Article
Alzheimer disease (AD) is a progressive neurodegenerative disorder with associated memory loss, spatial disorientation, and other psychiatric problems. Cholinergic system dysfunction is an early and salient feature of AD, and enhancing cholinergic signaling with acetylcholinesterase inhibitors is currently the primary strategy for improving cognition. The beneficial effects of acetylcholinesterase inhibitors, however, are typically short-lived and accompanied by adverse effects. Recent evidence suggests that activating α7 nicotinic acetylcholine receptors (α7 nAChR) may facilitate the specific modulation of brain cholinergic signaling, leading to cognitive enhancement and possibly to amelioration of AD pathologic findings. In the present study, we determined the effect of long-term treatment with the selective α7 nAChR agonist A-582941 in aged 3xTg-AD mice with robust AD-like pathology, which is particularly significant not only because this is the only mouse model that co-develops amyloid plaques and neurofibrillary tangles but also because it enabled us to explore whether A-582941 is able to restore brain function after the severe damage associated with AD. Analysis of β-amyloid deposits, tau phosphorylation, and inflammatory cells revealed that, overall, pathologic findings were unchanged. Rather, α7 nAChR activation induced expression of c-Fos and brain-derived neurotrophic factor and phosphorylation of cyclic adenosine monophosphate response element binding and neurotrophic tyrosine receptor kinase type 2. More important, A-582941 completely restored cognition in aged 3xTg-AD mice to the level of that in age-matched nontransgenic mice. These novel findings indicate that activating α7 nAChR is a promising treatment for cognitive impairment in AD.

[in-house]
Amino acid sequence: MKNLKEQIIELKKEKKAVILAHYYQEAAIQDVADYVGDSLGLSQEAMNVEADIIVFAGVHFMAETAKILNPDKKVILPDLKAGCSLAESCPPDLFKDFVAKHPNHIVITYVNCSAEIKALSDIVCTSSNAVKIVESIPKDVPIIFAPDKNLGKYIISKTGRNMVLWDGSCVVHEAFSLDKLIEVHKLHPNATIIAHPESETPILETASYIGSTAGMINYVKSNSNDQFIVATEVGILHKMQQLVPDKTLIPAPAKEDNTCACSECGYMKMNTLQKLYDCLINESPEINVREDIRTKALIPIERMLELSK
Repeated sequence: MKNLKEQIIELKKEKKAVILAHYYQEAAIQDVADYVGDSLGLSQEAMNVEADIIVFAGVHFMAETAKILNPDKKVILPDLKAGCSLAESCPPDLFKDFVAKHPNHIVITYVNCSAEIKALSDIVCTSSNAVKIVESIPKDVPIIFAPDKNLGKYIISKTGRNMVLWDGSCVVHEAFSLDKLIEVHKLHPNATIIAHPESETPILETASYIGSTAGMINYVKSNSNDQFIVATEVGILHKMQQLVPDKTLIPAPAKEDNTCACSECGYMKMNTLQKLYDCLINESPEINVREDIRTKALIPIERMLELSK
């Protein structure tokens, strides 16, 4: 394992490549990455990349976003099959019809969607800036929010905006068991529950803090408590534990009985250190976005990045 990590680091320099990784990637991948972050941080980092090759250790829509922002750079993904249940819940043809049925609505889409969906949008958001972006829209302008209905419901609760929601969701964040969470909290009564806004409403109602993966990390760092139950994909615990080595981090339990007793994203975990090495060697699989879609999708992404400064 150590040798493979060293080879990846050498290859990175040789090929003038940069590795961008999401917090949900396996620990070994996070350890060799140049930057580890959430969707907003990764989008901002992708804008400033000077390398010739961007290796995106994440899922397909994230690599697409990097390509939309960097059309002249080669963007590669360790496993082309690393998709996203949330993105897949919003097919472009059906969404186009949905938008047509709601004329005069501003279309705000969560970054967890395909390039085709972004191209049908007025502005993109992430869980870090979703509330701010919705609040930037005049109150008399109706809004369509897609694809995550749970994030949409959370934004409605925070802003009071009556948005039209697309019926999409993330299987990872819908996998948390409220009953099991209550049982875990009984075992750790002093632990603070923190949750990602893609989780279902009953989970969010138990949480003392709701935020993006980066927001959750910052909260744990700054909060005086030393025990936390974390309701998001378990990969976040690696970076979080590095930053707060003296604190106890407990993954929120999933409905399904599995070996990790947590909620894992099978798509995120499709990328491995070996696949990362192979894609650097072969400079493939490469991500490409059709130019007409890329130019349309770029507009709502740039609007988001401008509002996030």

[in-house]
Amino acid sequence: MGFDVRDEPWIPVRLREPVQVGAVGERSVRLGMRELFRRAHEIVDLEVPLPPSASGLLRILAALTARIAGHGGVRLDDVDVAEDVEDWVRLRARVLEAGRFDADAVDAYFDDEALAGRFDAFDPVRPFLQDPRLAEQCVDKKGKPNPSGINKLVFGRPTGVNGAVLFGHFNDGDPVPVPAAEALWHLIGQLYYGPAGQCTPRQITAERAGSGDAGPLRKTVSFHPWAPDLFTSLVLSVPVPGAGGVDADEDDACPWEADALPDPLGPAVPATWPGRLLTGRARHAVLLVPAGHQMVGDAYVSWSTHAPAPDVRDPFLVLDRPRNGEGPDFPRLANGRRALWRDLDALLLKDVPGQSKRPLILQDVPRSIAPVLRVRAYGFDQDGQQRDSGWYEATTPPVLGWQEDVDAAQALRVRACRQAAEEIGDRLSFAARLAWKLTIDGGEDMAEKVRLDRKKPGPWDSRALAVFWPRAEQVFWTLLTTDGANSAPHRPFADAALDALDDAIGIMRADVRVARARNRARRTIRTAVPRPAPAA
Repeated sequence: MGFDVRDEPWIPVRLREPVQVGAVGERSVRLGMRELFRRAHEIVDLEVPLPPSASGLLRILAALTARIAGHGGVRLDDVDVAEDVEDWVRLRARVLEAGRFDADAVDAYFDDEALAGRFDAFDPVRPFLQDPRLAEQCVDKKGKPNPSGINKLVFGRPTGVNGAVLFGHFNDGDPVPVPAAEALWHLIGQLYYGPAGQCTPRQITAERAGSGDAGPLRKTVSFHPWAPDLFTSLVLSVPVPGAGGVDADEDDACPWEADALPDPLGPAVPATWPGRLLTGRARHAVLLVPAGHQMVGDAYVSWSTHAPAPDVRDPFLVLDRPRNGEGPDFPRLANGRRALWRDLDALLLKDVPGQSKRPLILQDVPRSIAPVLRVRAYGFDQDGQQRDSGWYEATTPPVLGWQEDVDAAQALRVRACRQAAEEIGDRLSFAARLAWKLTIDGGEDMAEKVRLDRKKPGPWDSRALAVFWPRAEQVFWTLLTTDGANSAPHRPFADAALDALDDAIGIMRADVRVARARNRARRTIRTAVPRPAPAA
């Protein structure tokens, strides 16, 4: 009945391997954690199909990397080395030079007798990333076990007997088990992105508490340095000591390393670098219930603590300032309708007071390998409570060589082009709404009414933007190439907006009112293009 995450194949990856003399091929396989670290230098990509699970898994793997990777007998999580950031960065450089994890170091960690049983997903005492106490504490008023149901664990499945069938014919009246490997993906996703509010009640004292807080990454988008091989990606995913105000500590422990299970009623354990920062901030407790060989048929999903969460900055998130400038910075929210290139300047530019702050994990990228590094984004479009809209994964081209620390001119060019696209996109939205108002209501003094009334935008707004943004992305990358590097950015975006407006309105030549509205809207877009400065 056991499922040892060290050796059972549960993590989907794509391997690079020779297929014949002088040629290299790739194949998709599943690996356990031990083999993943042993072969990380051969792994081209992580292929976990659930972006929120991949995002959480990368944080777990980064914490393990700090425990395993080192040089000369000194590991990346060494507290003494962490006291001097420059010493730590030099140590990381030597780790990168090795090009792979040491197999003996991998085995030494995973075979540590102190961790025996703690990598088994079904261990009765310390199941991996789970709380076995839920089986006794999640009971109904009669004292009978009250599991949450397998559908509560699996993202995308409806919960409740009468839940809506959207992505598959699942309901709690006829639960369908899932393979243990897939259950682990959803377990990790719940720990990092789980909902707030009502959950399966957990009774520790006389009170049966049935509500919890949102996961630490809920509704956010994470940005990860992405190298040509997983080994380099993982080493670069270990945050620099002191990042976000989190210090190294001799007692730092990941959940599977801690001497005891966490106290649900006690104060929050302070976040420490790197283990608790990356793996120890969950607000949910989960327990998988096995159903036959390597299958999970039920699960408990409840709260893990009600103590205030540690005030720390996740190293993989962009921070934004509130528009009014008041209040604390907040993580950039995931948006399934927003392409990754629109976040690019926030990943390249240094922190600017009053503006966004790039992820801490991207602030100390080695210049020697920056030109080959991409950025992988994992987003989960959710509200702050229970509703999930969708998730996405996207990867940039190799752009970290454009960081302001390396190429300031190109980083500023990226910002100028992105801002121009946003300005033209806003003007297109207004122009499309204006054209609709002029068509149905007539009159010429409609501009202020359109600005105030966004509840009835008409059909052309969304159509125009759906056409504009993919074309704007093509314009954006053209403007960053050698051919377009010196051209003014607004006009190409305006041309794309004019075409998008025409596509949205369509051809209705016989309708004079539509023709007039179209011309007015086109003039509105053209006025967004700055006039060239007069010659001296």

Article